Surveys generally show that older adults want to age in place. Older adults value living in their own home and the community which is familiar to them. It has also been shown that living in one’s own home contributes to a long life.
There are two factors that are often essential when considering if an older adult can stay in their own home. One is health and the other is economics. Both of these factors contribute to individuals being able to continue to live in their own home.
Technology has become almost a must for individuals who want to continue to live in their own home. In this 21st century, wearable devices such as necklaces, wrist and arm bands, and leg monitors are attached to smart phones and other tracking devices that monitor health and activity; security cameras and other devices that help with safety and security; tracking devices that allow us to see motion and movement which all provide a sense of oversight to families and others who are not able to be in the same room with an older adult. Most of these devices are connected to a smart phone, so family and friends can be in touch and provide help in a moment’s notice.
And who would have thought that the lessons learned and the change in behavior patterns of the pandemic would be so easily transferrable to helping older adults live independently. The pandemic has forced us to see our doctor online and through telehealth the medical team can monitor your blood pressure, your heart pacemaker and much more. Medical equipment is installed in your home and connected to the doctor’s office for review and monitoring.
Ordering groceries and other supplies online and having them delivered to the front door has become commonplace. Store shelves are bare, replaced by warehouses. Companies have changed their workforce to pull orders, package goods, stock delivery vehicles, and deliver packages to the front door in a touchless manner. The older adult does not have to leave their home or even interact with the delivery person, making these interactions safe from abuse and exploitation.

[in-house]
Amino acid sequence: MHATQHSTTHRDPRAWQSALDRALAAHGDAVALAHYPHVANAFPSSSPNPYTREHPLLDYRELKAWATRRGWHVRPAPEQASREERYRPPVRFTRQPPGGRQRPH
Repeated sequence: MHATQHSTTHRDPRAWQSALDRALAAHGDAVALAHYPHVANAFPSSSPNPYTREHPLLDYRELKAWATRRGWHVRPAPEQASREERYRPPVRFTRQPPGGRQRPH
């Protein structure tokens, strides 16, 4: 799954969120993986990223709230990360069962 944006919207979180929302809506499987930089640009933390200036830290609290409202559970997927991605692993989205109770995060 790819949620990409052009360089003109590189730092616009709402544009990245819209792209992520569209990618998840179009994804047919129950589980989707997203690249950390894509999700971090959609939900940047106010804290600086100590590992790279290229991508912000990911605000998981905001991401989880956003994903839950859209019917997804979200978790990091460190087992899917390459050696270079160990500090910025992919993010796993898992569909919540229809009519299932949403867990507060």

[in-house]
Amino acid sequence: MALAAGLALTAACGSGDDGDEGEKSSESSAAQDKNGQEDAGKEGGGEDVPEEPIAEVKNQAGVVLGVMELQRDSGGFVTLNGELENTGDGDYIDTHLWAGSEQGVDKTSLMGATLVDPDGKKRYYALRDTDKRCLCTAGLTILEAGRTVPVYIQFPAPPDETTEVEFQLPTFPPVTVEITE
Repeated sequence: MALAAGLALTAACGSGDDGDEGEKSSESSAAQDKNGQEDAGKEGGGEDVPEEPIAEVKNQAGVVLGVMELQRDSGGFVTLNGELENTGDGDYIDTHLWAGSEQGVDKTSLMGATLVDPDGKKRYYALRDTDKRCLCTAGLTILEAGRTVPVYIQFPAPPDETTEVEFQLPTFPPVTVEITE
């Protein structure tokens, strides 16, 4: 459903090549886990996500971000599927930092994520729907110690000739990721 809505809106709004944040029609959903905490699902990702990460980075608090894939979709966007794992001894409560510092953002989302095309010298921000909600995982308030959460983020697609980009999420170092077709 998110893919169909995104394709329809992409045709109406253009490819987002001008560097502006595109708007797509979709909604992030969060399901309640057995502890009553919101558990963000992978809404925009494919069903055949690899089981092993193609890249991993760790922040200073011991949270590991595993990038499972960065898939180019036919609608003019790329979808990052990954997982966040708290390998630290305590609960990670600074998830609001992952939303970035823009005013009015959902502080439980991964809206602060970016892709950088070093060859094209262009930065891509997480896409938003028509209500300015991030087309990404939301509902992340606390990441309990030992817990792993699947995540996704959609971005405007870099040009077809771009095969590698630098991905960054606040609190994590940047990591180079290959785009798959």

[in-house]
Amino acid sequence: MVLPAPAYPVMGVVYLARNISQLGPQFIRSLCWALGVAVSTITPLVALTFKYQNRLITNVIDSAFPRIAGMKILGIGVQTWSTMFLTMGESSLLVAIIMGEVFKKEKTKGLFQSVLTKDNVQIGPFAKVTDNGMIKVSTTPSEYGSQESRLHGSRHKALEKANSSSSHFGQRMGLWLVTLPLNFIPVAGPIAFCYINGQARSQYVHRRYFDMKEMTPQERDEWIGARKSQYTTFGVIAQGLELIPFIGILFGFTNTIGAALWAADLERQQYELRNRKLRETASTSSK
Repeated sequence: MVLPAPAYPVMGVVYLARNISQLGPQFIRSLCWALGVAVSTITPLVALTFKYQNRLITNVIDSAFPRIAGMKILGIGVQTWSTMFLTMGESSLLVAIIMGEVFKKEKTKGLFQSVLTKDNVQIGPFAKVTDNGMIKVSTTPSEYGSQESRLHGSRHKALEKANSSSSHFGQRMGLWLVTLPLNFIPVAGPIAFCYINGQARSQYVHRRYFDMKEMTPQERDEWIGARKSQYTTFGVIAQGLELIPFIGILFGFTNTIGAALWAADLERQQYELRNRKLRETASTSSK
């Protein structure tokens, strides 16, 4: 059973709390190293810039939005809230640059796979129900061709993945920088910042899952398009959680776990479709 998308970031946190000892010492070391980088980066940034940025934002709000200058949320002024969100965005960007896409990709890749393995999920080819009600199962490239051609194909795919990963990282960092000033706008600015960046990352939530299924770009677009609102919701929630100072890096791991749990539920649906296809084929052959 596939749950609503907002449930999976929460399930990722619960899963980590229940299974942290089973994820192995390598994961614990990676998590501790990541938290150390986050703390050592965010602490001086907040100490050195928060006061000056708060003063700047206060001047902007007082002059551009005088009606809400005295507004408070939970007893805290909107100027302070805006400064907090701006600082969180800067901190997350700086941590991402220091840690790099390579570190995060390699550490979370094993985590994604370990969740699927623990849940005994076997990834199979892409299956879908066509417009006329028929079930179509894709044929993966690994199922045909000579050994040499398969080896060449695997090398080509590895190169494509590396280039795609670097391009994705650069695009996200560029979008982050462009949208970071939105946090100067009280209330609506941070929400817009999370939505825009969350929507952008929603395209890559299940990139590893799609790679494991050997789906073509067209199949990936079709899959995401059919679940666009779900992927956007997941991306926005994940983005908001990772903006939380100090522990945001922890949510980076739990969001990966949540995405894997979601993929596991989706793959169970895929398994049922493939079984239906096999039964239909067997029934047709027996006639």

In addition to health concerns, economics can often drive older adults to leave their home and not be able to age in place. Some people either choose or are forced to sell their current home and either rent or purchase a smaller home. Far worse, however, are those individuals who are unable to continue to afford the rent, taxes, or utilities and find themselves moving due to lack of resources. Affordable housing is out of the reach for most people who are faced with limited incomes. A few people are able to take advantage of sharing housing either moving in with family, renting out rooms in their current home, or downsizing.
The Colorado Gerontological Society is offering seriesof information and possible solutions to help older adults continue to live in their own home. Sessions are free.
Finding Meaning – Community Engagement
The Elder Index – Economic Security
Is a Reverse Mortgage a Good Fit For You?
Using Technology to Stay In Your Home
Living With Someone – Family, Friends, Roommates
Downing to a Smaller Home
Bringing Services into Your Home
Bringing Nonskilled Services into Your Home
Using Medicare Benefits to Stay in Your Home
Home Modifications: Prepare Your Home for the Later Years
Best Practices When You Need Home Repairs
Assessing Your Home for Fall Risks
Property Taxes, Homestead Exemptions, Rebates, and Deferrals
Keeping a Dementia Family Member in Your Home
Aging in Place: Consumer Protections for Renters
Aging in Place: The Role of the Caregiver
Aging in Place: Giving Up the Car
Aging in Place: Living Alone with a Support System
Aging in Place: Explore Home Sharing
Aging in Place: Living in a Community With an HOA
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